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What workplace changes do you see as local
businesses return to work?
Laurie Dawkins: There is some resistance to returning to the office,
especially for a typical five-day work week. Many people found worklife
balance in the past year and they don't want to give that up.
Kristi Gage-Linderman: For production workers, there are no WFH
options so it's more or less business as usual. For corporate workers
though, there is a recognition of the need for flexibility.
Are you seeing an increase in hybrid or
Dawkins: There is definitely an increase in adoption of hybrid work
models as employers consider what tasks can be done remotely
versus what roles can't.
Gage-Linderman: Yes, and in some unexpected places. For
instance, we're seeing call center work move to a WFH model.
What challenges are you hearing about from
employers in regards to the workplace?
Dawkins: Employers are now faced with employees who have
different priorities and as they seek to implement flexibility, they have
to create new or modify existing policies, procedures, the works.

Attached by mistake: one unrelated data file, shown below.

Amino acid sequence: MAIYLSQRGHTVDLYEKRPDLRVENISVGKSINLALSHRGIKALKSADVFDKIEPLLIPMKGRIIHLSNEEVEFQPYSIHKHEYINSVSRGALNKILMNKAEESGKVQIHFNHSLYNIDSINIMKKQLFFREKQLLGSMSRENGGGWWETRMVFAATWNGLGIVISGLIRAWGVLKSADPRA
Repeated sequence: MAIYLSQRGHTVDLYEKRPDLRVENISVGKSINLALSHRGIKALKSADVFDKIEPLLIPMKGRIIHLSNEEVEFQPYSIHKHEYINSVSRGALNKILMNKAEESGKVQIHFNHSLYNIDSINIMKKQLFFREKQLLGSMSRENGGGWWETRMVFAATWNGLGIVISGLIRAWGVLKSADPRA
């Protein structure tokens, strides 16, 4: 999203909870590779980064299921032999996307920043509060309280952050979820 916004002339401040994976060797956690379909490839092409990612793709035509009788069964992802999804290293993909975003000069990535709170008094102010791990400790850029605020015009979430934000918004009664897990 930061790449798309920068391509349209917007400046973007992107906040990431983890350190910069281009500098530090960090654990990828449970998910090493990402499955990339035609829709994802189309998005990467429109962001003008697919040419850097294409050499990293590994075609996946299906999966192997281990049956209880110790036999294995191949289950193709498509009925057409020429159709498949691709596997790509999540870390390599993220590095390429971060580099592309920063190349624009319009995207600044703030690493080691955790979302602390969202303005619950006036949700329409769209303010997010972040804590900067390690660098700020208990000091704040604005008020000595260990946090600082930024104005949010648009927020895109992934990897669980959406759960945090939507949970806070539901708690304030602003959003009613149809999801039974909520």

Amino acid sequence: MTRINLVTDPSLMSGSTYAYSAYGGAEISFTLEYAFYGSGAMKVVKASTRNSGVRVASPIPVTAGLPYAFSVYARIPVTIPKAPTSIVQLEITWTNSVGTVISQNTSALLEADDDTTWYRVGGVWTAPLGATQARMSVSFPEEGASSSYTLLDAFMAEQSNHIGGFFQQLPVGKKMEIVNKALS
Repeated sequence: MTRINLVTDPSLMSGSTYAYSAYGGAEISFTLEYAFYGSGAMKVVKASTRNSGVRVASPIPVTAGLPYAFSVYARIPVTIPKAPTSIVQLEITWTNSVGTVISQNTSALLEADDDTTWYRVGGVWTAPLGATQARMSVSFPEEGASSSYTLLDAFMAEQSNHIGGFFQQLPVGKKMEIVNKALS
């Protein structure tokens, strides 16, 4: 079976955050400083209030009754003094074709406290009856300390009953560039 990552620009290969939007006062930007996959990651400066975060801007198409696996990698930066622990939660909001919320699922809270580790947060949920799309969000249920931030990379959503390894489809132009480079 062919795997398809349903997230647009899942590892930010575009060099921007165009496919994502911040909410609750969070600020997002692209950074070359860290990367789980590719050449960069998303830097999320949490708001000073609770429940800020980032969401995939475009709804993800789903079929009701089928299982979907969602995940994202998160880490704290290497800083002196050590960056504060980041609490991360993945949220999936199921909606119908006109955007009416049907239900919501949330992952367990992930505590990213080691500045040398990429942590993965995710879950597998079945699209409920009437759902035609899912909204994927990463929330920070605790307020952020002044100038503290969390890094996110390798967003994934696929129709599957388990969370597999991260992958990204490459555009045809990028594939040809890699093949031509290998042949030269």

Gage-Linderman: Employers are still exploring how to manage a
hybrid/remote workplace. How do you communicate? How do you
build and promote culture? How do you manage expectations?
Cindy Gerber Tomlinson: Employers are finding an increased need
to pay attention to the mental health of their workforce whether that
employee is remote or is returning to the office.
How are workplace changes impacting job-seekers?
Dawkins: People want to work for someone who cares.
Gage-Linderman: People are looking for opportunities that offer
Tomlinson: People have taken a step back from work and
asked, " How does my work line up with my life? " There are more
opportunities for remote work now; physical location may no longer
be a limit. Employees are becoming more courageous in seeking
roles that fit their definition of balance and satisfaction.
What are your general observations about the impact
of the pandemic on the traditional workplace?
Dawkins: I feel like work in the U.S. was heading in the hybrid/
remote direction in the coming years but the pandemic forced the
issue. As businesses adapt, they will be able to keep employees and
attract new talent.
Gage-Linderman: The traditional workplace isn't going away
but employers can realize the benefits of adapting to the needs of
their current and future employees. Employers need to be aware of
Tomlinson: I think there has been a fundamental shift in the
foundations of the workplace and the way forward is to embrace
change as opportunity.
By Kirsten P. Haas, Executive Director, Girls on the Run
of Berks County
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